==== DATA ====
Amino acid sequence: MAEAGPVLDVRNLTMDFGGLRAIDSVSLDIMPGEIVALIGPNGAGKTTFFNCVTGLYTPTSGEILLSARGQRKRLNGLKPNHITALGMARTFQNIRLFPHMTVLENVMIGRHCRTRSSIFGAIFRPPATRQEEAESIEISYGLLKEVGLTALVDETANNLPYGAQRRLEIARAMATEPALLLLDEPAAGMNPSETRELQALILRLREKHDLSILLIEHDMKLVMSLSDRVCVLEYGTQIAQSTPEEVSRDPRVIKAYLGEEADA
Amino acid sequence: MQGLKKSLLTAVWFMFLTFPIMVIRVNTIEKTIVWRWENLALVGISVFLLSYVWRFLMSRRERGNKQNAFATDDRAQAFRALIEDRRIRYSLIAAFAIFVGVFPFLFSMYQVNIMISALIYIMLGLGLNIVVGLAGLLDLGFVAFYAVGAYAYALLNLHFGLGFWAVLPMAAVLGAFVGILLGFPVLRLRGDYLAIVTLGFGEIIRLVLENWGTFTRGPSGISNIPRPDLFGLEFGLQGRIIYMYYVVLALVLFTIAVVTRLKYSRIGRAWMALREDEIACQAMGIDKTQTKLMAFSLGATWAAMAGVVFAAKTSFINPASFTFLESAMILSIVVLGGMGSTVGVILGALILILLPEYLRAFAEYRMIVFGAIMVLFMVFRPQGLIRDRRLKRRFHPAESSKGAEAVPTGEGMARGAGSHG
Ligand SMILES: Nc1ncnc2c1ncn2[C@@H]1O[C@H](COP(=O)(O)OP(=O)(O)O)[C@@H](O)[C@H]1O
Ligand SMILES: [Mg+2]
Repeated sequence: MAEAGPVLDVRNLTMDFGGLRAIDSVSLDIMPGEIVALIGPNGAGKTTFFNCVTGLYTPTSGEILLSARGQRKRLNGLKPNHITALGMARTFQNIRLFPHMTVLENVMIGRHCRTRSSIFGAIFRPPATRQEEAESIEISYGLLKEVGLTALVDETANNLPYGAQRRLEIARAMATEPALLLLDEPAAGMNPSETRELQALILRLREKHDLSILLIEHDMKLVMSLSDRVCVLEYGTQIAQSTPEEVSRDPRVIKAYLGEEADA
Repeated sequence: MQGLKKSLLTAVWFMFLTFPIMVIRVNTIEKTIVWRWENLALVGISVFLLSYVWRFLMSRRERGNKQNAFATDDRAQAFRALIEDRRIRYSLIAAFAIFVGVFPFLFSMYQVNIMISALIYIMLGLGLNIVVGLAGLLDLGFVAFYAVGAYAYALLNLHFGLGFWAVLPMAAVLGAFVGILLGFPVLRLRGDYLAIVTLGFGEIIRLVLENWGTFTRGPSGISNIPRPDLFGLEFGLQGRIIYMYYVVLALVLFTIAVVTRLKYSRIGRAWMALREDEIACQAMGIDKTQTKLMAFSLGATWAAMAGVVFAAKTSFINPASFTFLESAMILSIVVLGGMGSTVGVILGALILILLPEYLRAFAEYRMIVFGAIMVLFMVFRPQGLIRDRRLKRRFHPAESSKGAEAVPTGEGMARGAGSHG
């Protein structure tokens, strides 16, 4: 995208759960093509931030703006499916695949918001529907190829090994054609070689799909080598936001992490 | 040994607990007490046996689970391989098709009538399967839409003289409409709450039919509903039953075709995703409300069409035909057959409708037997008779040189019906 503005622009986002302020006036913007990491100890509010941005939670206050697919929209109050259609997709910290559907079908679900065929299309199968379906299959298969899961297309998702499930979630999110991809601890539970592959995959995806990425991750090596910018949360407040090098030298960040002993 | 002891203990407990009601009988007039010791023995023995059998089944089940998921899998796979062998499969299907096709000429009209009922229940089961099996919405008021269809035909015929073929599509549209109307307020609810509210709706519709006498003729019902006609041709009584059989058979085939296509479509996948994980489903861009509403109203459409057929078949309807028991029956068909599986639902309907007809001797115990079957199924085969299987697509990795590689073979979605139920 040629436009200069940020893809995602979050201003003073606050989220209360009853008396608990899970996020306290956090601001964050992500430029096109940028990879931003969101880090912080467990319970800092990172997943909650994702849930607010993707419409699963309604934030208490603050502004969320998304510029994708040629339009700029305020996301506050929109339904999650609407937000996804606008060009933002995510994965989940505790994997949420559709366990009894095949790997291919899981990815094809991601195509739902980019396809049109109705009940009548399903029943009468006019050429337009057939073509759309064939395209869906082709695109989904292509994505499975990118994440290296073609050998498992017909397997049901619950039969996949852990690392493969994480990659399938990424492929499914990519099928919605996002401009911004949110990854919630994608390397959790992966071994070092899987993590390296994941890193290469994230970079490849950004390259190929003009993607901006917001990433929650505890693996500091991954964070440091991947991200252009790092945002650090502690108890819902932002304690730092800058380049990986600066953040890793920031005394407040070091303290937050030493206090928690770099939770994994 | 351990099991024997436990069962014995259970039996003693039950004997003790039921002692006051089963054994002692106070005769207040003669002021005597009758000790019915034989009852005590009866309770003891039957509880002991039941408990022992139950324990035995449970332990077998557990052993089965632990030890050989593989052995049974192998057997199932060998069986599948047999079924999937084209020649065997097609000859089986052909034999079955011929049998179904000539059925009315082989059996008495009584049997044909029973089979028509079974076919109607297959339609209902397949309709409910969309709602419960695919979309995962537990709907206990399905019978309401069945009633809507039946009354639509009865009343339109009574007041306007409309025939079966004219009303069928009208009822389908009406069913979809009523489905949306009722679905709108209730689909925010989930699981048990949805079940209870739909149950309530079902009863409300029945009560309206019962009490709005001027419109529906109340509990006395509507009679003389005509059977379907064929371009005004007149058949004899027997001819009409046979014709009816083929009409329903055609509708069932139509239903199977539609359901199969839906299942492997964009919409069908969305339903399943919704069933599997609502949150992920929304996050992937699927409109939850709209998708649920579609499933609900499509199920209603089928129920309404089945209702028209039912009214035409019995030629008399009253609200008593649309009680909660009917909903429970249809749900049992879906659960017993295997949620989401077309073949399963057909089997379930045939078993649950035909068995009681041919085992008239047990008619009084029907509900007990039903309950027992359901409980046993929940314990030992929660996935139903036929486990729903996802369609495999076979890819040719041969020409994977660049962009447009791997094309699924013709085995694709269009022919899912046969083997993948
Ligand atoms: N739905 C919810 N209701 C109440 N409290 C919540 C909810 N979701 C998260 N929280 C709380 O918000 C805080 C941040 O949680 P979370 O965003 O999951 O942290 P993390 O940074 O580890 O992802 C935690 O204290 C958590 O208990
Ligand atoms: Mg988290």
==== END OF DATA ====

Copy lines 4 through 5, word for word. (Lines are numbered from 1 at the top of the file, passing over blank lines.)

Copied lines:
Ligand SMILES: [Mg+2]
Repeated sequence: MAEAGPVLDVRNLTMDFGGLRAIDSVSLDIMPGEIVALIGPNGAGKTTFFNCVTGLYTPTSGEILLSARGQRKRLNGLKPNHITALGMARTFQNIRLFPHMTVLENVMIGRHCRTRSSIFGAIFRPPATRQEEAESIEISYGLLKEVGLTALVDETANNLPYGAQRRLEIARAMATEPALLLLDEPAAGMNPSETRELQALILRLREKHDLSILLIEHDMKLVMSLSDRVCVLEYGTQIAQSTPEEVSRDPRVIKAYLGEEADA